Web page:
Consequently, several of the realtors said, many homes are selling above their initial listing price. The average number of days many properties stay on the market is well below normal. Bidding wars are increasingly common.

“Whoever has the most money wins,” Rector stated flatly.


Brett Rector, broker and co-owner of the Witry Collective

Market trends shift. Explore new areas, open up your options. Right now may not be the perfect time to buy that dream house, but it could be right around the corner. Brett Rector

Faced with this landscape, “Buyers’ agents are using creative new strategies to get their clients some options,” Nierman said. “Buyers are willing to remove certain contingencies they might normally have in order to get a contract.” In some cases, this even includes waiving pre-purchase inspections and other standard precursors to signing.

Cash purchasers have a distinct advantage in the current market. To counter this, “Buyers should get pre-approved with a recognized local lender,” recommended Roman.

“Pre-approving borrowers keeps them more competitive with the cash offers,” agreed deKay from Eustis Mortgage, who also suggested that first-time buyers keep an eye out for legislation pending in Congress. One measure would provide a ten percent tax credit for new purchasers, while another would provide up to $25,000 in down payment assistance.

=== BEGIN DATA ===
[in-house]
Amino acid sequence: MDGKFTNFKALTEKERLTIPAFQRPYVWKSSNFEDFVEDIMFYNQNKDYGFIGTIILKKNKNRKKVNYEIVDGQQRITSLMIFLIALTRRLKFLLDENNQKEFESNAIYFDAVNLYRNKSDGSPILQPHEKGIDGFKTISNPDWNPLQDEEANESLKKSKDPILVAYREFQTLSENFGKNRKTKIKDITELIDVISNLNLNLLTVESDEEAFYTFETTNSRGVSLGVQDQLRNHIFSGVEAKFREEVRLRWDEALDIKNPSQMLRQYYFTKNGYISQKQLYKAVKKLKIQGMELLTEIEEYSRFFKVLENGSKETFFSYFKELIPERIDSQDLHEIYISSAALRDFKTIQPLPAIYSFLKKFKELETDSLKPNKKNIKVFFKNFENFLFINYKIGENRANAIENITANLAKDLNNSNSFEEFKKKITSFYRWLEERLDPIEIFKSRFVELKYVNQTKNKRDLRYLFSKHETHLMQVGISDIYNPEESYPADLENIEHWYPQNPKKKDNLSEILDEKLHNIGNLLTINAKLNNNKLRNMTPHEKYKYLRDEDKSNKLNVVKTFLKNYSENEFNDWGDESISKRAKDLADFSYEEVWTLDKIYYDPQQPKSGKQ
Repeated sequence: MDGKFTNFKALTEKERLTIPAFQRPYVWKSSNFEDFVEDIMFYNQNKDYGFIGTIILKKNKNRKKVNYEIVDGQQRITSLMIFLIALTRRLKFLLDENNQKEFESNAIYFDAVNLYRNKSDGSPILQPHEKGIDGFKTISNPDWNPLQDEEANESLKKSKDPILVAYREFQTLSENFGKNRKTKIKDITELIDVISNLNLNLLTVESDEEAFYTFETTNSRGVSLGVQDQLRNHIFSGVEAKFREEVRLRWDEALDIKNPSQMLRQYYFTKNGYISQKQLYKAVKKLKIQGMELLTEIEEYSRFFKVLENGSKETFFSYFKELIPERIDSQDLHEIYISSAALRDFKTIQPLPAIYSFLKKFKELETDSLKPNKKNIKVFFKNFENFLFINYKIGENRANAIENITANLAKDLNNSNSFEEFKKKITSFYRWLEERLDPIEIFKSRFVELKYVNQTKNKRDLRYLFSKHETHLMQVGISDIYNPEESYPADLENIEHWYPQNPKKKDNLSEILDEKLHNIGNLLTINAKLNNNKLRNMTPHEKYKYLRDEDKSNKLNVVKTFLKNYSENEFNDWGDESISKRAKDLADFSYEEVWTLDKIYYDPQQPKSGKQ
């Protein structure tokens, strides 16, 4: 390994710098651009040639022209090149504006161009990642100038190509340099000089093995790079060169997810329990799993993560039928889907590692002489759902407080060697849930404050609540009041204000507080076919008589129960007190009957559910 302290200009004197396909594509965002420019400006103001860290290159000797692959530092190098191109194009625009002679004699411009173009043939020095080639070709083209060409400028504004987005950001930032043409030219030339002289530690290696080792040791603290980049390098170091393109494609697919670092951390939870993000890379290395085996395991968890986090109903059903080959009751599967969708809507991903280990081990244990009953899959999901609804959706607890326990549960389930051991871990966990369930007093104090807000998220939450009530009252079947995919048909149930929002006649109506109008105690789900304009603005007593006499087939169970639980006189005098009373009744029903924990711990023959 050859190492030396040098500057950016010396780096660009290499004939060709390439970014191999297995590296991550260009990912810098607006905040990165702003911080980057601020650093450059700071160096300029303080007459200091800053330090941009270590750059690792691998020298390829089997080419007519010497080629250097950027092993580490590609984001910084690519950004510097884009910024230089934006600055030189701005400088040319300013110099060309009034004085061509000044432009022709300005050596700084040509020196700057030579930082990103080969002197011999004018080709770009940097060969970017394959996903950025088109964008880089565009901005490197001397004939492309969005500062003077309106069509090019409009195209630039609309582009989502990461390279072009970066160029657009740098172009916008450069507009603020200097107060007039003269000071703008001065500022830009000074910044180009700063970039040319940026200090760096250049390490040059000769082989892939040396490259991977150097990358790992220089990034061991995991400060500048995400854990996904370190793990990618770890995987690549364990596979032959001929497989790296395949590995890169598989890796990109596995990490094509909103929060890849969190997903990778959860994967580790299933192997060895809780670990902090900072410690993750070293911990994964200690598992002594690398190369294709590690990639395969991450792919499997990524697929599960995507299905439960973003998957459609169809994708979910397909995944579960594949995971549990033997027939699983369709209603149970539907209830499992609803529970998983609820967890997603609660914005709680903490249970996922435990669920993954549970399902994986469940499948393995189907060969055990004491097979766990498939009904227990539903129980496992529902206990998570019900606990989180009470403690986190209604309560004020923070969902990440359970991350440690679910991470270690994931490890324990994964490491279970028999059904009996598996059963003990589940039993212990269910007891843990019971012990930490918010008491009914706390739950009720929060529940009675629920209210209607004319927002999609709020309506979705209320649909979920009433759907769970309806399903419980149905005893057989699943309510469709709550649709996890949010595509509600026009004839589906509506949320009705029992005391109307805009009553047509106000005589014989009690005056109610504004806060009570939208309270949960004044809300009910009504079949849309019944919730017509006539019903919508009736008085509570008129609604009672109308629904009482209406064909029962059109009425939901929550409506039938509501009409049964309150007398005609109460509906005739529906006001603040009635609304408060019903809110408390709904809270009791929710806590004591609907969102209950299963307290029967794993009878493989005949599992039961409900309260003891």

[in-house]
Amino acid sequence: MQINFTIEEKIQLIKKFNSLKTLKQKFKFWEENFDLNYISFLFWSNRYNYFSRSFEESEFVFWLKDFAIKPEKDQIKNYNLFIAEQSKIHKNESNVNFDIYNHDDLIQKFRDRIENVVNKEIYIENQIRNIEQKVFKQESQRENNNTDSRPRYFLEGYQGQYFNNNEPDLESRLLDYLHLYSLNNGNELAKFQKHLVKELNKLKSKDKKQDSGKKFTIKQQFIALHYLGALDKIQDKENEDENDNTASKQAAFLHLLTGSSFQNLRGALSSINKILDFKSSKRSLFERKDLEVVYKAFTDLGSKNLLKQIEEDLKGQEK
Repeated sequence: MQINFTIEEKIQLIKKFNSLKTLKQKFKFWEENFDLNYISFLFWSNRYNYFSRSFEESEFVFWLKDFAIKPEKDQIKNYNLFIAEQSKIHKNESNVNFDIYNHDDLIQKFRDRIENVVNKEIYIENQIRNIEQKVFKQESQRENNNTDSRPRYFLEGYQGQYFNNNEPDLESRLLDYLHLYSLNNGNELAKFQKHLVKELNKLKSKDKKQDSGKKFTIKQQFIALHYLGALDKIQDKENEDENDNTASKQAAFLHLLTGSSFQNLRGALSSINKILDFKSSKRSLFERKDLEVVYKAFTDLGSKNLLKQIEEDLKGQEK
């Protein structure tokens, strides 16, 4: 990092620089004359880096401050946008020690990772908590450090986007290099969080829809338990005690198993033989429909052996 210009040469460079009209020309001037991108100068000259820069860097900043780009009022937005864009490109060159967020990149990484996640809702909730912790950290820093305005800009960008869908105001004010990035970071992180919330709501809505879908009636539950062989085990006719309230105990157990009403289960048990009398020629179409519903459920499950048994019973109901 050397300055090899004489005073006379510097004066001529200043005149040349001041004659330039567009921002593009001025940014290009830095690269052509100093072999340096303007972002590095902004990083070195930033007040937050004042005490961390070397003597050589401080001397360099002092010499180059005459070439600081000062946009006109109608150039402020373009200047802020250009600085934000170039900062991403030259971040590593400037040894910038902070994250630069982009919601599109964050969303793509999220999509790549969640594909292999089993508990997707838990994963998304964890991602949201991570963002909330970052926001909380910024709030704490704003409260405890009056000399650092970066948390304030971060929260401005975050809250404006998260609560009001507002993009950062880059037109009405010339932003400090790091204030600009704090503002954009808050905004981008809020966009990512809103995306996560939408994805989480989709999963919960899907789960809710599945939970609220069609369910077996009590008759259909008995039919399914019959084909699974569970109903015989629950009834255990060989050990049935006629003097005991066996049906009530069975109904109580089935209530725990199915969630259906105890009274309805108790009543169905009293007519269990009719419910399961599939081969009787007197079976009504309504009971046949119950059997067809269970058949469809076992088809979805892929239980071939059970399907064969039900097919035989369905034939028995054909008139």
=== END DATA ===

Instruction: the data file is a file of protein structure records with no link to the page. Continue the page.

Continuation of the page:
“If we still have such a shortage of inventory, and affordability issues, the impact of these acts will be limited,” she cautioned.

Morris from Housing NOLA also suggested that government programs can help first-time and lower-income buyers, though she said more support is needed from both the public and private sectors, especially for people whose price range might point them more towards properties that need some work.

“We need more types of renovation loans, especially programs that would enable long-time renters to buy in their neighborhoods,” she advocated. “The old approach of buying a double and living in one side while fixing up the other isn’t happening now. Banks are not confident that these rehab projects will actually be completed. We need the city, the state and the private sector to come together on this, especially since it would create more rental units in the process.”

Morris pointed out that “inventory is there for the fixer-uppers,” though she noted that the complex permitting process is another impediment.

Brewster, of Reve Realtors, also felt that there is more inventory available for people who are willing to do a little work, or to accept properties that might not have every preferred amenity such as a large yard or a swimming pool. “New Orleans homes are so unique,” she observed. “We’re not full of subdivisions, every home is different.”